Europe: Economic Crisis Fuels Rise in Anti-Immigration Politics

The French presidential election may be over, but the fact that outgoing president Nicolas Sarkozy chose immigration as a core theme of his campaign [fr] is still the subject of much debate on the Web. Many netizens have wondered whether his choice to flirt with the far-right wing of his electorate helped temper his defeat or whether, on the contrary, it was one of the reasons his electorate deserted him [fr].

Given the apparent waning appetite of European voters for multiculturalism, singling out immigration as the root of the global economic crisis has proven fruitful for far-right parties across the continent.

African refugees by Vito Manzari on Flickr (CC BY 2.0)

African refugees by Vito Manzari on Flickr (CC BY 2.0)

If this rhetoric sounds familiar, it's because it has affected the old continent, when in times of crisis, in a cyclical pattern for centuries. Valérie, on her blog ‘Crêpe Georgette’, recounted the chronology of perceptions on immigration in France [fr] from the first half of the 19th century until today:

S’il est une idée en vogue, c’est bien de penser que les anciennes vagues d’immigration (italiennes, polonaises, espagnoles, belges …) se sont parfaitement intégrées au contraire des vagues, plus récentes, maghrébines et africaines.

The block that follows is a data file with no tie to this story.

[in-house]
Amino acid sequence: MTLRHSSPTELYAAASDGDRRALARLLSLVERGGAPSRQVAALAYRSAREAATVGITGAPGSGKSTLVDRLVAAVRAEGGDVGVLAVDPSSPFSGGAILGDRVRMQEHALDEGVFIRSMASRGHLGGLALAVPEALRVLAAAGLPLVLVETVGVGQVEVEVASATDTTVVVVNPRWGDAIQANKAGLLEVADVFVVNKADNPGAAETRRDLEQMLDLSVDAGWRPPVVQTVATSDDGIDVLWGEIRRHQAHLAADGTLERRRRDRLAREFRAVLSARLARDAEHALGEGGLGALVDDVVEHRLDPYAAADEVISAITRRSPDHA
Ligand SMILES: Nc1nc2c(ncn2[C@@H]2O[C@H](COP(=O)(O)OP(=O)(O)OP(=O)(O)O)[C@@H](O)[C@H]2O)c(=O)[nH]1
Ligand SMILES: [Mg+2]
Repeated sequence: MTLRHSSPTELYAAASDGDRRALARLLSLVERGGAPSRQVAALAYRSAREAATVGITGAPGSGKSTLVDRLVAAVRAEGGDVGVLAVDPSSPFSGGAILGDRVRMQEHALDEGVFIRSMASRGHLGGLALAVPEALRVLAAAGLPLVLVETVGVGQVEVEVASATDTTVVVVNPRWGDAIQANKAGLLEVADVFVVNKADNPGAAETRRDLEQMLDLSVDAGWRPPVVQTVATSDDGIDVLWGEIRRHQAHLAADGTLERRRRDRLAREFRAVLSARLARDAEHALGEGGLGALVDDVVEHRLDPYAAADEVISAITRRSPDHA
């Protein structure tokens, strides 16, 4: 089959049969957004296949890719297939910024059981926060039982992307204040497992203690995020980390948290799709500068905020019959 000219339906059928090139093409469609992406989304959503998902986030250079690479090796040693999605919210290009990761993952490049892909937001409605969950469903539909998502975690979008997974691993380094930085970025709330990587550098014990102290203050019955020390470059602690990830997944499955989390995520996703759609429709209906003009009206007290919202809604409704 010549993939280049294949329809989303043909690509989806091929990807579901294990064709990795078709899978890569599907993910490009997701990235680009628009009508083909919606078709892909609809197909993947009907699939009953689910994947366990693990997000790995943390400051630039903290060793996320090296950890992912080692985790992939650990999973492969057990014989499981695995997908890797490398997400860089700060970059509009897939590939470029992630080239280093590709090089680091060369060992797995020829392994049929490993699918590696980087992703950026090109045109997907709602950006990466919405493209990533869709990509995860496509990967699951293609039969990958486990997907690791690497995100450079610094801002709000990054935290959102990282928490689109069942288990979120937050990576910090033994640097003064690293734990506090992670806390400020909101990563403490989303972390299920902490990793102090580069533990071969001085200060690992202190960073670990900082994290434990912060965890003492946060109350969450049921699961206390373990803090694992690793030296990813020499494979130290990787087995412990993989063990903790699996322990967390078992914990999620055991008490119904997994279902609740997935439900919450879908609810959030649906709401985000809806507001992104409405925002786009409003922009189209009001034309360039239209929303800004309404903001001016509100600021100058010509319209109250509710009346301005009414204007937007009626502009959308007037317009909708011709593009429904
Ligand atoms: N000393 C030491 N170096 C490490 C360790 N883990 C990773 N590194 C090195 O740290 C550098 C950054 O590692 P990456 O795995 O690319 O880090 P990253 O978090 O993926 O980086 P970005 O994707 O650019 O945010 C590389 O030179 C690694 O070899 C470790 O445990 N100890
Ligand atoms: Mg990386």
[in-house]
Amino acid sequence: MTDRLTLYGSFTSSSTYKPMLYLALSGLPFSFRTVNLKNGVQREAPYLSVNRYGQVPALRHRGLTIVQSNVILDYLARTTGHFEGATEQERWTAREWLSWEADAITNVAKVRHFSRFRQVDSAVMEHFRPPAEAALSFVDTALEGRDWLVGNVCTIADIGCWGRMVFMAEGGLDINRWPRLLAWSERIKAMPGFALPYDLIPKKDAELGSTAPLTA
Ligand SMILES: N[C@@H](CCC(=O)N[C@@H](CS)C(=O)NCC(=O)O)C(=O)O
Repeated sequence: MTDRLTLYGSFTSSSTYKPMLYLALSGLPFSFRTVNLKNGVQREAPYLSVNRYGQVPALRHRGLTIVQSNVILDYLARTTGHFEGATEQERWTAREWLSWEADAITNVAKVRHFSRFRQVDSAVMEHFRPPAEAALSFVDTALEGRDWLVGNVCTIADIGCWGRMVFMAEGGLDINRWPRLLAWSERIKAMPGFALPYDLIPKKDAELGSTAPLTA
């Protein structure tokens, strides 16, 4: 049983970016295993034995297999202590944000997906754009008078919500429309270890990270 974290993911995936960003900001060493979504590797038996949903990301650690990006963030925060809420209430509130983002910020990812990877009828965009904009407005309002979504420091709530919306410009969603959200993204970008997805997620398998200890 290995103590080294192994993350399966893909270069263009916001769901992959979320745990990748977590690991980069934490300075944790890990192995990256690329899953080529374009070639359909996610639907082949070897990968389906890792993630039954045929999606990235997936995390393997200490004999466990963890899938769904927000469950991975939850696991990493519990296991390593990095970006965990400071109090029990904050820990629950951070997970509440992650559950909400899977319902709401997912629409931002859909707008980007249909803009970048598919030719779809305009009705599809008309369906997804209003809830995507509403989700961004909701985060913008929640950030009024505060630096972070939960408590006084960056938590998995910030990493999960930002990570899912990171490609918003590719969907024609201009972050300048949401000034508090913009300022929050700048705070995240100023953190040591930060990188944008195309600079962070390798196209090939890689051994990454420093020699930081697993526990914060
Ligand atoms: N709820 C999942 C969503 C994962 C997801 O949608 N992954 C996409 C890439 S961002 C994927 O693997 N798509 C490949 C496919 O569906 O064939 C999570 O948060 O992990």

Les anciennes vagues d’immigrés étaient travailleuses, ne posaient aucun problème et les français les ont d’ailleurs parfaitement acceptées, entend-on souvent.
Constatons donc que les propos actuels sur les immigrés les plus récents ne sont qu’une répétition d’idées reçues anciennes et qui se sont exercées à l’encontre de toutes les communautés migrantes (qu’elles viennent de province ou de pays étrangers).

If there is but one fashionable idea, it is the belief that the old immigration waves (from Italy, Poland, Spain, Belgium…) are now fully integrated in our society, as opposed to the more recent immigration waves from Maghreb and Africa.
We often hear “the former immigration waves were related to labour, did not cause any issue, and were indeed perfectly accepted by the French.”
Let us then recognise that current comments on the most recent immigration waves are the mere reiteration of old stereotypes which  all migrant communities have faced (whether they originated from the countryside or from foreign countries).

Valérie drew a parallel between allegations that Italian and Spanish immigrants did not and could not be integrated, and those against today's immigrants from Eastern Europe and Africa:

Toutes les populations d’immigrés – mais aussi les populations pauvres de manière générale – sont vues au cours des siècles comme sales, non intégrées, se vautrant dans la luxure et des coutumes exotiques. Ce qu’on entend à l’heure actuelle sur les quartiers « islamisés », « envahis » de femmes en burqa avec 10 enfants n’est que la répétition, comme vous le constatez, de propos tenus sur toutes les vagues d’immigration précédentes. L’italien lui aussi fait une cuisine infâme, trop d’enfants et se vêt d’oripeaux. Le polonais se ridiculise avec son catholicisme particulier et à se tenir debout pendant la messe alors que le bon français est assis.